How would I go about setting up a macro to work across multiple files?

For example, say I have multiple angular apps, and I would like to add an injectable to every single module?

So for every file such that


I would like to find the first instance of

angular.module('module-name', ['list', 'of', 'injectables']);


angular.module('other-module-name', [

And add another item onto the end of the list.


It's actually pretty easy1

I would start in a single-window frame, and run M-x find-name-dired RET to generate a dired listing of all the index.js files (if I understood that correctly). Or maybe you'd use find-grep-dired to list all files containing angular.module(. Or rgrep if individual matches are more appropriate. Whatever is necessary to generate the links you need to the files of interest.

Then I would start recording the macro (<f3>) with point on the first of those files, firstly using o (from dired; RET from grep) to open the file in the other window.

Then you would perform your edits, in a sufficiently generic way that the actions will apply for all files being edited.

Finally use C-xo to return to the dired listing, then C-n to move to the next file, whereupon you would stop recording the macro (<f4>).

1 The ease of "casually" creating a keyboard macro to process data split over multiple buffers is one of those things that really drives home the immense power of the feature. The first time it occurred to me that I could actually do that was a huge "Aha!" moment for me, and I've been a big fan of keyboard macros ever since.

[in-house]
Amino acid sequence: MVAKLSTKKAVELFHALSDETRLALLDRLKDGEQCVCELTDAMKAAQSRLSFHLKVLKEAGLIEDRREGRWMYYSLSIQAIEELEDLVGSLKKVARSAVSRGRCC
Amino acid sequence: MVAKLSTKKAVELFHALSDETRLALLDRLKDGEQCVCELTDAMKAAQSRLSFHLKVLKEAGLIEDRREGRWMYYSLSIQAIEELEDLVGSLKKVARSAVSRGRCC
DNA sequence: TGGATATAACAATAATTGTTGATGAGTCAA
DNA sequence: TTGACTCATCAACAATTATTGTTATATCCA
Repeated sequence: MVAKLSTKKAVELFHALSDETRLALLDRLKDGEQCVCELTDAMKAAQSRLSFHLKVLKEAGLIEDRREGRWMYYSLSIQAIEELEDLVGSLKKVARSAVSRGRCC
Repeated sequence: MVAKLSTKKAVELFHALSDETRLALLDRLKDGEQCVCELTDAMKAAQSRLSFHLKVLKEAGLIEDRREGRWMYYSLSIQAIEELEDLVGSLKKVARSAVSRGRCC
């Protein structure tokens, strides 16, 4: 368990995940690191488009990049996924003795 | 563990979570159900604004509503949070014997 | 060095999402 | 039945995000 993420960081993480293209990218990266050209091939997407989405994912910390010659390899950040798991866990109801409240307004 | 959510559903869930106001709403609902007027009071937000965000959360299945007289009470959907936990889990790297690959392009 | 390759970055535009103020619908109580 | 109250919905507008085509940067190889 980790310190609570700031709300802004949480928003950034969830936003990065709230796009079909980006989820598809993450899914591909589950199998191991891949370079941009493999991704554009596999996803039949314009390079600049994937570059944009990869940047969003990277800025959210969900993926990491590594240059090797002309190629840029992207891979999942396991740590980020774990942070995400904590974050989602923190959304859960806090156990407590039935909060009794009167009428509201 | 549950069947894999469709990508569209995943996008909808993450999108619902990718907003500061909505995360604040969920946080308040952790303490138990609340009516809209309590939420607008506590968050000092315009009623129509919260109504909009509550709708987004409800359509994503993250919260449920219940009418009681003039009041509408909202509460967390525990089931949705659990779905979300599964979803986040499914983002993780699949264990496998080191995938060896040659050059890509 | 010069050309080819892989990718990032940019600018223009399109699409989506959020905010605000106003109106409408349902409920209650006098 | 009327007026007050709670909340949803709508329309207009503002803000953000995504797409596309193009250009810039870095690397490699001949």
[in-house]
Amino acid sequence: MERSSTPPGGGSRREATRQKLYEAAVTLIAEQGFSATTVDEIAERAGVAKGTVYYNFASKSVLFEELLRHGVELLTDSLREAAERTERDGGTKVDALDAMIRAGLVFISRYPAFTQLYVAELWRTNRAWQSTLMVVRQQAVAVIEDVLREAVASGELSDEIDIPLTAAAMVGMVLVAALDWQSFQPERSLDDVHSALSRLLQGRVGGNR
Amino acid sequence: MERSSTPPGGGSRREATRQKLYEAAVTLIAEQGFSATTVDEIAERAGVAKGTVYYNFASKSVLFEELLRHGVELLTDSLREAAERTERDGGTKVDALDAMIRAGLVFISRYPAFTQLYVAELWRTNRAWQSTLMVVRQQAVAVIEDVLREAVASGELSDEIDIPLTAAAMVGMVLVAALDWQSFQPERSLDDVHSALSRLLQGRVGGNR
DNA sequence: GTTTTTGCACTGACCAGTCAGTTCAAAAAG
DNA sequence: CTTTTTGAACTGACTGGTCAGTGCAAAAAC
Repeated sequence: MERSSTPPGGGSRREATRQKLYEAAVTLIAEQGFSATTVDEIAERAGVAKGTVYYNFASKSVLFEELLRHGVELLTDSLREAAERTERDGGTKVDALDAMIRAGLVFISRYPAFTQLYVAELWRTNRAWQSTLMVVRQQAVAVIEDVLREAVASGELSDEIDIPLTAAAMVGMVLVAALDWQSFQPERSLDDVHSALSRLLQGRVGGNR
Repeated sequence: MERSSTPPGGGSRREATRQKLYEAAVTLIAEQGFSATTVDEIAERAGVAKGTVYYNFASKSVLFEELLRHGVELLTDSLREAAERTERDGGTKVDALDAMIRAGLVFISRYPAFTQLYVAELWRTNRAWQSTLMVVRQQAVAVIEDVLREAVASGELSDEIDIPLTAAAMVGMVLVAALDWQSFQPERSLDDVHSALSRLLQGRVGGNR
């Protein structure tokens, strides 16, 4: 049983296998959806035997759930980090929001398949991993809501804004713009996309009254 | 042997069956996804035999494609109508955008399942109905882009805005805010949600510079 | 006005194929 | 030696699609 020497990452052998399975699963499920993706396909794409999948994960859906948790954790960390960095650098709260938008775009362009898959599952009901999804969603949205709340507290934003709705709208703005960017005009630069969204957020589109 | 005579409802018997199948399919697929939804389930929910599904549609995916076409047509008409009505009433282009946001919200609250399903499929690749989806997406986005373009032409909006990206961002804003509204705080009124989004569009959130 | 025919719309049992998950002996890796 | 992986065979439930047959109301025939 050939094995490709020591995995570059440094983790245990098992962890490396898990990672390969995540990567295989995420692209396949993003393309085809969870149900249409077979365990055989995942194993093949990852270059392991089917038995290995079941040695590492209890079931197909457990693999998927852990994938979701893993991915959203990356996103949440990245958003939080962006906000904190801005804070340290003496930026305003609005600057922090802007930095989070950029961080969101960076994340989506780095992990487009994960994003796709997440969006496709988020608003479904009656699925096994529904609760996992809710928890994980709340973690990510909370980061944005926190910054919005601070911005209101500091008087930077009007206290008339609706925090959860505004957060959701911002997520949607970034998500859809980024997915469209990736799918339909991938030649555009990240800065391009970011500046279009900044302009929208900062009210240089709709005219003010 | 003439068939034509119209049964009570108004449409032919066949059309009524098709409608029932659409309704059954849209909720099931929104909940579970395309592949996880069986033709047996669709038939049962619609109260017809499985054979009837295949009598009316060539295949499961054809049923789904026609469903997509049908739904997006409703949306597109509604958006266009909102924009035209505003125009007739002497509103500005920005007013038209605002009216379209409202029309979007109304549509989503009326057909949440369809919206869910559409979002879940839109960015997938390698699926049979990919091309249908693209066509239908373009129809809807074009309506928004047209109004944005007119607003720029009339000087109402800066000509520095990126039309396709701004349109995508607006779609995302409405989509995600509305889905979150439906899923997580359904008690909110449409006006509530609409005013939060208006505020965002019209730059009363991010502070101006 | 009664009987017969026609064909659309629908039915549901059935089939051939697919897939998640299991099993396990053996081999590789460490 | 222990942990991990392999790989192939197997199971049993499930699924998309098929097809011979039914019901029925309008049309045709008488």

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  • This is a great answer. – Rob Kielty Nov 30 '17 at 14:23

The solution by Philis is often just what one needs, but unfortunately it reaches its limits if what one wants to do is to execute a keyboard macro "to exhaustion" for all the selected files. This is because the inner macro rings the bell when it arrives at the end of the buffer and this interrupts the definition of the outer macro.

I proposed a solution to this problem on superuser: a command that allows to execute a macro an arbitrary number of times for all files that are selected in a dired buffer.

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  • Having marked in dired all the files you wanted to process, you could also use t k to hide all other files from the buffer, and then proceed as usual; or you could use M-} in the macro recording to go to the next marked file instead of using C-n. – phils Mar 23 '19 at 20:52
  • Oh, I see -- you mean for each file, run a macro on that file until it fails, and then move to the next file and repeat... – phils Mar 23 '19 at 20:56

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